Elaine: Welcome to your first day as an intern in our company office. Let me show you around. This is the main office area with a cubicle for each employee. Are you pretty good with computers?

Tony: Actually, my computer knowledge is pretty basic. The only thing I’m adept at is videogames. I’m not up to snuff on actually doing work on one.

Elaine: Okay, well you should be proficient by the end of your internship. Over there is where we keep the photocopier and fax machine. Have you used them before?

Tony: I’m an expert on the copier. I can use it with one hand tied behind my back. I’m particularly good at photocopying body parts.

Elaine: Uh, great.

Tony: But the fax…I’ve only used one once and I never quite mastered it.

Elaine: I’m sure you’ll get the hang of it pretty quickly. And this is the break room. We have your standard refrigerator and vending machines.

Tony: Hey, I’m really good with vending machines. That’s one machine I know inside and out.

Elaine: How could I have guessed that the one thing you really excel at is working the vending machine?

[end of dialogue]

We want to thank our master scriptwriter, a true expert, Dr. Lucy Tse, for this script.

From Los Angeles, California, I’m Jeff McQuillan. Thank you for listening. Come back and listen to us again here on ESL Podcast.

English as a Second Language Podcast is written and produced by Dr. Lucy Tse, hosted by Dr. Jeff McQuillan, copyright 2011 by the Center for Educational Development.

Glossary
intern – a person, usually who is still a student, who works in an organization for a short period of time to learn how to do something and prepare for a future career

* Last summer, Jezra was a finance intern on Wall Street and learned a lot about the stock market.

cubicle – a small work area within a larger office space, with a desk, computer, and telephone surrounded by four short walls that do not reach up to the ceiling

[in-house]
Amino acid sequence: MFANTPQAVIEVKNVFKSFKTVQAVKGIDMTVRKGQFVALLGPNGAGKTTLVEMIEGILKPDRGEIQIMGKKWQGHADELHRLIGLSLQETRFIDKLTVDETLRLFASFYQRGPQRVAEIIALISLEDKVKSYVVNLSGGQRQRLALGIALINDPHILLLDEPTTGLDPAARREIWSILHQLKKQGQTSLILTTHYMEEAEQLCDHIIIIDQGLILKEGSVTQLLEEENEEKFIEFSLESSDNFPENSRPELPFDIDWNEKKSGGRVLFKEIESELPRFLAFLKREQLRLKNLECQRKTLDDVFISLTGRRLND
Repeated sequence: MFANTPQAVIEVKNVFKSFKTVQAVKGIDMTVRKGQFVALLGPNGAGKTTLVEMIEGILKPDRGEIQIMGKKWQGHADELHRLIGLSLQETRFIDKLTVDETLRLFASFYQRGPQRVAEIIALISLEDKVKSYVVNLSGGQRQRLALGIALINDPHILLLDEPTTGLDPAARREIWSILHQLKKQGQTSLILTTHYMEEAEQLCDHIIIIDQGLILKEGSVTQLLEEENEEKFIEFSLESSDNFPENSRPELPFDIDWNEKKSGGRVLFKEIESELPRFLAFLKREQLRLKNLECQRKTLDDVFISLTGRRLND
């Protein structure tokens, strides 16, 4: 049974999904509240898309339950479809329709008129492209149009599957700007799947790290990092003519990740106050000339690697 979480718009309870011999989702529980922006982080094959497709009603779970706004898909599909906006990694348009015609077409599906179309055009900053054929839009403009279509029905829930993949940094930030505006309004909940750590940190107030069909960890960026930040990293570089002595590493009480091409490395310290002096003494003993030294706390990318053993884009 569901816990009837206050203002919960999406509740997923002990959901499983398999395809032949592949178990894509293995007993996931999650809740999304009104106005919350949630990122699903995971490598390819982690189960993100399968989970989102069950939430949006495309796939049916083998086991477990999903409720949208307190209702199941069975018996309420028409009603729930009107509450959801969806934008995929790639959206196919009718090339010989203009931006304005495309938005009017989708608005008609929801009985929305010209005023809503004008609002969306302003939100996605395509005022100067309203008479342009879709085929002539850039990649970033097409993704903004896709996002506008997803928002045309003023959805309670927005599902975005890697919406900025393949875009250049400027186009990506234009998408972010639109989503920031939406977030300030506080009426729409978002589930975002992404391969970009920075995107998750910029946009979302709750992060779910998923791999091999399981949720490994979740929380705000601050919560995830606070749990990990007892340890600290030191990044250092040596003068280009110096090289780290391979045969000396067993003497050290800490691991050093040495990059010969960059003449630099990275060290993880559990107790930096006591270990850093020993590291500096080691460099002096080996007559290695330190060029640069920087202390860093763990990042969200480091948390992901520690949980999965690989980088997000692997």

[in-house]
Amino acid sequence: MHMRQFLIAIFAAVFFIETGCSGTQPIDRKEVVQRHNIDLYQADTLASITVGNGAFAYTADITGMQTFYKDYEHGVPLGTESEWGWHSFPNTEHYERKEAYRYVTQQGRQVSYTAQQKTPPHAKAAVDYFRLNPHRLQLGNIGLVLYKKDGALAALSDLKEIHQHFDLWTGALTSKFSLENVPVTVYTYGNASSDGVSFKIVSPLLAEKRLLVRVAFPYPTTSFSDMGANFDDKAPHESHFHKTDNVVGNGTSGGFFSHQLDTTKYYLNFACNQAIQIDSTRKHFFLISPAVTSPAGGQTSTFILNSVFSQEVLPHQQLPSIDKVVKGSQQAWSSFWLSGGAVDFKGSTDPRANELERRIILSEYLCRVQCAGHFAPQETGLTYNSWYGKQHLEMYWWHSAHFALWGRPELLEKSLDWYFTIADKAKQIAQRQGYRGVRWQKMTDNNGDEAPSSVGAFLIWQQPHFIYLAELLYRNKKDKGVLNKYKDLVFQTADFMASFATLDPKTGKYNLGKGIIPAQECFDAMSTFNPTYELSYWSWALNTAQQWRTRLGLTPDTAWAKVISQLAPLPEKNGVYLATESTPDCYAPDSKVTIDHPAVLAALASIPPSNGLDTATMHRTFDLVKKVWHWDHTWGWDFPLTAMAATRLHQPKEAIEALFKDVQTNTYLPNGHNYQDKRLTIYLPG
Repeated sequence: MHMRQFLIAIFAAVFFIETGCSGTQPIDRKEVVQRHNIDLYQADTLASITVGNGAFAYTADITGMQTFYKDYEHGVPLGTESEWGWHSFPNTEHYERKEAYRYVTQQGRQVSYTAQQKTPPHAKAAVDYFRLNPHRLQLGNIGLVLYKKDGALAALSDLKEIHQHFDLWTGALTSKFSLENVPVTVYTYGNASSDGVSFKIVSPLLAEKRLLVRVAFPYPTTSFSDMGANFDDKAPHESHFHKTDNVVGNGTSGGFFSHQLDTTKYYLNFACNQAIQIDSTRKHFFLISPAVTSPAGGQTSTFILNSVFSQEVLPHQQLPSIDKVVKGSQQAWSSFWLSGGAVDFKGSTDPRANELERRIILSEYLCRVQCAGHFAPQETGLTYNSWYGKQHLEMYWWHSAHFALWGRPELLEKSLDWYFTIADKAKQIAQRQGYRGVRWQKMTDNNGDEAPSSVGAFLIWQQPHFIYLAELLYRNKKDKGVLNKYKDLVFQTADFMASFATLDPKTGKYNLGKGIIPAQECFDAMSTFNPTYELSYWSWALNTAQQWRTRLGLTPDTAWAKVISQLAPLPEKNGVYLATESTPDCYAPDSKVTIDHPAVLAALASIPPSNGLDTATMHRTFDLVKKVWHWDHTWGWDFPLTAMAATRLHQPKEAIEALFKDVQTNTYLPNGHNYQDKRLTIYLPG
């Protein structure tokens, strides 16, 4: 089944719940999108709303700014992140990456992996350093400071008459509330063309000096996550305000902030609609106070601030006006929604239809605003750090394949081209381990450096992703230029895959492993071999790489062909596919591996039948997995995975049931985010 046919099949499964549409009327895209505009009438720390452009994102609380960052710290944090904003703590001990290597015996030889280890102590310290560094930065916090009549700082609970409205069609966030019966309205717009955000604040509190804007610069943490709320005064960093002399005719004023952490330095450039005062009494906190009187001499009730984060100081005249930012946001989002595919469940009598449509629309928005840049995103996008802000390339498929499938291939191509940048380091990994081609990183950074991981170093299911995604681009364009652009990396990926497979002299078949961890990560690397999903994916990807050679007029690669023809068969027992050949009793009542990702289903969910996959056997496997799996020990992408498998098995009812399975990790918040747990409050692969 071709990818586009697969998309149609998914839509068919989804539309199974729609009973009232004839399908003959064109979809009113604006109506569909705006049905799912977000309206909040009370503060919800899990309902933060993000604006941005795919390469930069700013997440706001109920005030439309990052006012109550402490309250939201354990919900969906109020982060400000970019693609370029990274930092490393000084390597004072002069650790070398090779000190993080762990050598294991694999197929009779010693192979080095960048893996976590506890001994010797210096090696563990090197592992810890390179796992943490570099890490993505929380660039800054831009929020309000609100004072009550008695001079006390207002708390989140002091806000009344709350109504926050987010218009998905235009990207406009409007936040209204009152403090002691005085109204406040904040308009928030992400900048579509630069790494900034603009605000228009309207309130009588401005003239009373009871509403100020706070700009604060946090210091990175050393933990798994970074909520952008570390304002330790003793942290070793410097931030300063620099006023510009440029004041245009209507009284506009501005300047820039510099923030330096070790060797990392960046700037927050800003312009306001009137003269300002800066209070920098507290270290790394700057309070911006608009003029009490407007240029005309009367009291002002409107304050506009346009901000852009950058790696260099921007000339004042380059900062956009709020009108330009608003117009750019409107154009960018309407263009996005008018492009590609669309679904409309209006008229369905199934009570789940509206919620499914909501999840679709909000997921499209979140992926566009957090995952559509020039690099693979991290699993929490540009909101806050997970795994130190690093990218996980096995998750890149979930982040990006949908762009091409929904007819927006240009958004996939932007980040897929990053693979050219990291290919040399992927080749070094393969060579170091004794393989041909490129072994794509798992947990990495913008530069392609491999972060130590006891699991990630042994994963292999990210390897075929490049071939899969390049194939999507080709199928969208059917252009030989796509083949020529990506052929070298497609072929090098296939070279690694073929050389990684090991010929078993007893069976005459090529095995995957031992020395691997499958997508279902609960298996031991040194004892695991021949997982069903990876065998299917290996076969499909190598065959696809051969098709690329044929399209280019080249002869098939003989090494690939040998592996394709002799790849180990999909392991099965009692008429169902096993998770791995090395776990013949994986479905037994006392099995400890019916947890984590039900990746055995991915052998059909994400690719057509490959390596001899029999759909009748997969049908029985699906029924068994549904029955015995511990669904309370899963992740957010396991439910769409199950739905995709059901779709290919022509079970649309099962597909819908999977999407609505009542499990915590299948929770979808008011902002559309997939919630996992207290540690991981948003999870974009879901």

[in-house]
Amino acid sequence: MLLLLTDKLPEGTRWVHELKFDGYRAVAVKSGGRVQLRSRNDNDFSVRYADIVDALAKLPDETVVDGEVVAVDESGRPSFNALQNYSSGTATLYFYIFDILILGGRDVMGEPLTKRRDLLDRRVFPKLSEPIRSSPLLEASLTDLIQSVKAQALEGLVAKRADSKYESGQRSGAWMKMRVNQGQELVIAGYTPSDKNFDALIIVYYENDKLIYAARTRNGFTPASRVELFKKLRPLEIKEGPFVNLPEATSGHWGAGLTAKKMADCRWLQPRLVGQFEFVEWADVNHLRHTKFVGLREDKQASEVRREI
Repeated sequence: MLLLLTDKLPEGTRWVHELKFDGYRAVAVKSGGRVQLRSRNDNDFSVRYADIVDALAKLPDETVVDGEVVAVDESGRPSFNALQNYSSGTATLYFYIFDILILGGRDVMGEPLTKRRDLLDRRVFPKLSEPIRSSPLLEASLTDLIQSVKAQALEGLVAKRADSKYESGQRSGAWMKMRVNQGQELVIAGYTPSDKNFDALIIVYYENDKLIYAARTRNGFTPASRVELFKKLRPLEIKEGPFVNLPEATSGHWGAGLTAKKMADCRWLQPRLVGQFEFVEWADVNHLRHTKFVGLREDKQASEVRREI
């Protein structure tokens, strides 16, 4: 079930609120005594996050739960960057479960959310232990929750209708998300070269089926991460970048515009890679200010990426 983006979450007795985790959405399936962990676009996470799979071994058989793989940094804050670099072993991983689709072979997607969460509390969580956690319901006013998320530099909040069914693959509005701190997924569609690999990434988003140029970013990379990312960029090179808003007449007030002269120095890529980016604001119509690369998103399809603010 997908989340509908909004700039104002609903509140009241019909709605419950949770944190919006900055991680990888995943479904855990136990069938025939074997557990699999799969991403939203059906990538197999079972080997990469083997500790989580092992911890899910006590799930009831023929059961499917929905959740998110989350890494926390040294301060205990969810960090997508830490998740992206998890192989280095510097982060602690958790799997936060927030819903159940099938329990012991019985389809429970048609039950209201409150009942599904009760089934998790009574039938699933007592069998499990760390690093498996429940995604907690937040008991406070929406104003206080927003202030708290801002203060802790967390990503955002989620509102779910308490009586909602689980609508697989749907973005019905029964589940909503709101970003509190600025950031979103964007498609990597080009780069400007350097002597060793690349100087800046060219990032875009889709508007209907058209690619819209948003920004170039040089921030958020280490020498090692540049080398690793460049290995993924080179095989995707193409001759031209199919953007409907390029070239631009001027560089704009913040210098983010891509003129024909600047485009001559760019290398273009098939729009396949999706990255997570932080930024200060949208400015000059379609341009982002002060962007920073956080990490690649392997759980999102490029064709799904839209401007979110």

* I hate making phone calls from my cubicle, because my co-workers can hear everything I say.

basic – the minimum or standard type of something, without anything additional or impressive

* We were going to buy the basic model of this car, but then we started adding features like leather seats and a fancy stereo.

adept at – very good at doing or using something

* To improve our website, we need to hire someone who is adept at Java.

up to snuff – meeting the standards or expectations for something; at a satisfactory level

* Make sure your essay is up to snuff or the teacher will give you a failing grade.

proficient – very good at doing something; an expert; with an advanced level

* How many years did you have to work before you became proficient in making fancy wedding cakes?

photocopier – a machine that makes many copies of the text or images that appear on a piece of paper

* The photocopier was working fine yesterday, but now that I need to make copies of the agenda for today’s meeting, it won’t even turn on!

fax machine – a machine that uses phone lines to send the text or images on a piece of paper to another fax machine in a different location, where it is printed out onto a piece of paper

* I don’t have a fax machine in my home office. Can I scan the document and email it to you instead?

expert – someone who has a lot of knowledge on a topic; someone who knows almost everything about something

* Beth is an expert in ancient Greek and Roman art.

one hand tied behind (one’s) back – able to do something very easily, without any difficulty

* Daryl has been building homes for more than 20 years, and he can almost do it with one hand tied behind his back!

body part – one section of one’s body, such as an arm, leg, hand, or foot

* Tae-young chose to get a tattoo on his back, rather than a more visible body part.

to master – to become very good at doing something so that one doesn’t have any doubts about it

* It can take many years of practice to master the violin.

to get the hang of – to learn how to do something; to become familiar enough with something to use or do it correctly

* Cooper is a good skier, but it took him a while to get the hang of snowboarding.

break room – a room in an office building where workers go to eat and/or rest for short periods of time during the day

* I wish it were quieter in the break room so we could take a quick nap before going back to work.